Seventy per cent of people aged over 65 in the UK have never used the internet. In a time when personal communication, social networking and the supply of services is being revolutionized by technology, older people are being largely excluded. The Government is concerned enough about this to have introduced a panoply of initiatives to overcome digital exclusion, many of which are aimed directly at older people. But the dominant reason older people say they don’t take up or haven’t sought access to the internet is that they don’t feel they need it.
Joan is a Canadian woman with a history of mental health problems. When she developed necrotising fasciitis and had to go into hospital, the people who cared about her joined an online social network so they could keep in touch with one another. That network was Tyze, which differs from more familiar sites like Facebook in that it has a specific purpose, with each network being based around a particular individual.
If you are at all interested in ageing, your inbox quickly fills up with an awful lot of blandishments, offers and promises. There are creams, supplements, diets, hormones; you can inject yourself with Botox, or ingest cow’s colostrum, put avocado on your eyes and chocolate in your mouth. The web is bristling with rumours that an anti-ageing gene is about to be, or has recently been, discovered. There are preparations to activate your pituitary gland and pills to boost your antioxidant free radical scavenging capacity, whatever that is.
David Willetts’ book is subtitled, ‘How the baby boomers took their children’s future – and why they should give it back.’ This seems to imply a malign intention on the part of the post-war generation and, sure enough, at points in the book, Willetts talks of the ‘ultra-individualism unleashed’ by this generation, whose failure to exercise self-control he deplores. If you are part of a large cohort, he argues, ‘you will be able to spend your life in a generational bubble, always outvoting and outspending the generations before and after you.’ We are the selfish generation.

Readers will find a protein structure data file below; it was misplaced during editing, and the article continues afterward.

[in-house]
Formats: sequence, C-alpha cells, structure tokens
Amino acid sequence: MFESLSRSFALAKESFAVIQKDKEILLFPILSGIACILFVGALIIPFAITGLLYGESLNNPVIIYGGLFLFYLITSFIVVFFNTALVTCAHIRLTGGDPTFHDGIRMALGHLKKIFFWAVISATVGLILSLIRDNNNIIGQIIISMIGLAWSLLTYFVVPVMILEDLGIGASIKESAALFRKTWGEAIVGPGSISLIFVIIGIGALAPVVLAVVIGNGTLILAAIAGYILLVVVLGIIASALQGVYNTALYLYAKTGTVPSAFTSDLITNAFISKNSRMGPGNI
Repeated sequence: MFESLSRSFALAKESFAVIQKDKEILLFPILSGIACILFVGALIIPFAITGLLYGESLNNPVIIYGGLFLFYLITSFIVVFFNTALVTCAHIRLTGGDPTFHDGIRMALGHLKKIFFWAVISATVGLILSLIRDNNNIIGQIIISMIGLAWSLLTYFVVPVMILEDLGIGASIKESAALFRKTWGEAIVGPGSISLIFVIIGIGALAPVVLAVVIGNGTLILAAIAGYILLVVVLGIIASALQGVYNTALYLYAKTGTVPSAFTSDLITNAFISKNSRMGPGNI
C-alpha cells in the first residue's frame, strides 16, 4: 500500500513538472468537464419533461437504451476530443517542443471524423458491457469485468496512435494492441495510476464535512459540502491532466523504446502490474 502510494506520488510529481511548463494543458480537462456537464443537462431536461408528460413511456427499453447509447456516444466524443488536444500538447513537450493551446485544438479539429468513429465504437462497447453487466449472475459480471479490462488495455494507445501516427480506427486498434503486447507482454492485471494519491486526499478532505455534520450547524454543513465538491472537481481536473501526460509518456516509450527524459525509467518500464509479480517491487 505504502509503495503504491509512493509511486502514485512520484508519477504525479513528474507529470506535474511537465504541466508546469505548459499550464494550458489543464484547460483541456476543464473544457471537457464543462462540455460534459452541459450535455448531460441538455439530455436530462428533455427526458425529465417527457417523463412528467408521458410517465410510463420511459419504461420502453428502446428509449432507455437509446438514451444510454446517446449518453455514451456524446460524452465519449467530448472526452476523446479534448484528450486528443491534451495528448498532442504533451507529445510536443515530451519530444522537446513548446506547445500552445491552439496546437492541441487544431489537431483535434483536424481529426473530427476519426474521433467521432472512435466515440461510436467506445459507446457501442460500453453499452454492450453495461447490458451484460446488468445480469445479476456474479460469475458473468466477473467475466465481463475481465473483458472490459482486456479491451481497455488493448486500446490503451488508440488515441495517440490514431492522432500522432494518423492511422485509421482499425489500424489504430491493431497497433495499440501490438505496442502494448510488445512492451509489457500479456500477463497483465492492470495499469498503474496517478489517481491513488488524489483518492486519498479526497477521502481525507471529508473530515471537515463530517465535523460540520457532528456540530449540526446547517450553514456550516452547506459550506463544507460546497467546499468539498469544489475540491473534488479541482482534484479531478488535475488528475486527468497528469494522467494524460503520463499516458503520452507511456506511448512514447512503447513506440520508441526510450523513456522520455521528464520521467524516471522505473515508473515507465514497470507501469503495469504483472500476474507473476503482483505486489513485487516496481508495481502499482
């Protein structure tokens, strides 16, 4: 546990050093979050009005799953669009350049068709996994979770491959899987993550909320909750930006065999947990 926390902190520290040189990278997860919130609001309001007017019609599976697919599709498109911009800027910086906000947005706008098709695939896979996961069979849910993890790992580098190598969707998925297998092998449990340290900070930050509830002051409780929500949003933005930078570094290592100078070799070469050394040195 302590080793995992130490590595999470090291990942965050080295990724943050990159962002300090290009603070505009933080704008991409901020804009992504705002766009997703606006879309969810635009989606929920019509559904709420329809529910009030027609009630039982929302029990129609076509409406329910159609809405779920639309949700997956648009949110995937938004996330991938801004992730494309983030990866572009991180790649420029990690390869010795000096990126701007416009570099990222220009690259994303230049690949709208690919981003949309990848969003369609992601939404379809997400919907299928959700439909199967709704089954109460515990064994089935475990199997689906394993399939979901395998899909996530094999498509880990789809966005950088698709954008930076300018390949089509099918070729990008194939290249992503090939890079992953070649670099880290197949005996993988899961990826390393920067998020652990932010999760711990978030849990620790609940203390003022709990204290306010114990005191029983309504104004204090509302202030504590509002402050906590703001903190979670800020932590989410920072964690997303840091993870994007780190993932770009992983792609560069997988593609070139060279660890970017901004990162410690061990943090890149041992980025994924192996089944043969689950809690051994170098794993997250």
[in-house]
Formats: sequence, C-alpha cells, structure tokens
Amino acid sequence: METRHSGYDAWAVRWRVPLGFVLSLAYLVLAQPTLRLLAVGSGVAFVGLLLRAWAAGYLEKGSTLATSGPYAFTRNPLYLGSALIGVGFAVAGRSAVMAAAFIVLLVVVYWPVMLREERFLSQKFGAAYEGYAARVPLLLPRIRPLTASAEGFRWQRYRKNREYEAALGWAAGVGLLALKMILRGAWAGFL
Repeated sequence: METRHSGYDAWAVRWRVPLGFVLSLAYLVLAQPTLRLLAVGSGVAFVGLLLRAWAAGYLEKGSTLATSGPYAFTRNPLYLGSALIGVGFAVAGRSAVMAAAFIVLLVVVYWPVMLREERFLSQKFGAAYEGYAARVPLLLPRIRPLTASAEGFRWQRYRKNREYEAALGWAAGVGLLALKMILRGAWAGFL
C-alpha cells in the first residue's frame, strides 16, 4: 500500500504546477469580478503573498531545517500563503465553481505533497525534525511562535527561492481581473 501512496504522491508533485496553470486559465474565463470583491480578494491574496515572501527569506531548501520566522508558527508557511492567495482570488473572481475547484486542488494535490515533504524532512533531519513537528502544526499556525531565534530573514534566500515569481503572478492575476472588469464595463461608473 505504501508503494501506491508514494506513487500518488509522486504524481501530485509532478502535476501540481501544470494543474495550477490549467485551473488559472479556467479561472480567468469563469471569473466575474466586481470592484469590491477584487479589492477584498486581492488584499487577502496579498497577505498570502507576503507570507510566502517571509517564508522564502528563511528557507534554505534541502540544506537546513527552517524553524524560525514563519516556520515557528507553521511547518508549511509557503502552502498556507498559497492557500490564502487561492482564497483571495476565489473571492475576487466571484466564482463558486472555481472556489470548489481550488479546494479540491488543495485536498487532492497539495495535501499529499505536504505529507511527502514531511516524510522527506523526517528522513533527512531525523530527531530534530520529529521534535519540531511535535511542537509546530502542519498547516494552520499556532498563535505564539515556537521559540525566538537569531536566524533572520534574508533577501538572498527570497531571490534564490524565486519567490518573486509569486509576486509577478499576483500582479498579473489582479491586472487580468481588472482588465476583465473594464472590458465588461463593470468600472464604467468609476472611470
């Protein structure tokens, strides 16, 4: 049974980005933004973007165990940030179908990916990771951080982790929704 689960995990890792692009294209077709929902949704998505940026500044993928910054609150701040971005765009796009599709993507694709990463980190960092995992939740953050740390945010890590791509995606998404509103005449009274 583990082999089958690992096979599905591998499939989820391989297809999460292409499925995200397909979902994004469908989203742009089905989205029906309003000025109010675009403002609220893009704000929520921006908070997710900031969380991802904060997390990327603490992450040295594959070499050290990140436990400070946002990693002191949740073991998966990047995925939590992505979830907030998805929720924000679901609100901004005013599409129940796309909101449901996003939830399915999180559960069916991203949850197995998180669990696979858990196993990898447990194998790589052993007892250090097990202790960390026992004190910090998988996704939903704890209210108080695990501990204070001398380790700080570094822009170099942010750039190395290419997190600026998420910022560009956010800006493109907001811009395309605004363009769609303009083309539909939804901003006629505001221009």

But can we help ourselves? It isn’t clear. A book subtitled, ‘How the baby boomers took their children’s future – but that’s what large cohorts do,’ wouldn’t have had quite the same edge. You get the sense that Willetts would quite like to be cross with the boomers (of whom he is one, having been born in 1956) because they have behaved very badly, but he knows it would be intellectually dishonest, because they didn’t have the faintest idea what they were doing.
The policy agreement from the new British coalition government is a seven-page summary, put together under 11 headings, in private and under pressure. Inevitably, it’s a bit thin in places – often more a statement of shared principles than specific intentions. So what does it mean for older people? And what can we infer from what has been lifted – and left out – from the Conservatives’ and Liberal Democrats’ respective election manifestos about how the new government has resolved to address pensions, tax, retirement and care?
So Britain finally has a new government, after five days in which the news has mainly been that some men were going in or out of a building. The policy positions of the first coalition since the second world war, hammered out in those meetings, will emerge over the coming days and weeks, but it seems likely that the Conservatives’ central proposal for domestic policy, the big society, will remain a significant part of the rhetoric.
Before the election, David Cameron described the big society as his party’s guiding philosophy. The Liberal Democrats share with their new Conservative colleagues a suspicion of the big state – which the big society is meant to render unnecessary – making this a relatively easy matter on which to collaborate. It is not yet clear, perhaps even to the Conservatives, quite what their big society amounts to. But one thing is plain: people over 50 will be crucial to its success. This could be, for older people, a big moment.
Two-thirds of Chinese can currently look forward to a destitute old age. China faces the prospect of tens of millions of low-wage workers maturing into indigent urban elders between 2020 and 2030, with untold social and political consequences.
A new report from the Centre for Strategic and International Studies, The Graying Of The Middle Kingdom Revisited, analyses China’s current state of preparedness for its rapidly ageing population and makes persuasive recommendations for a pensions policy which could avert disaster.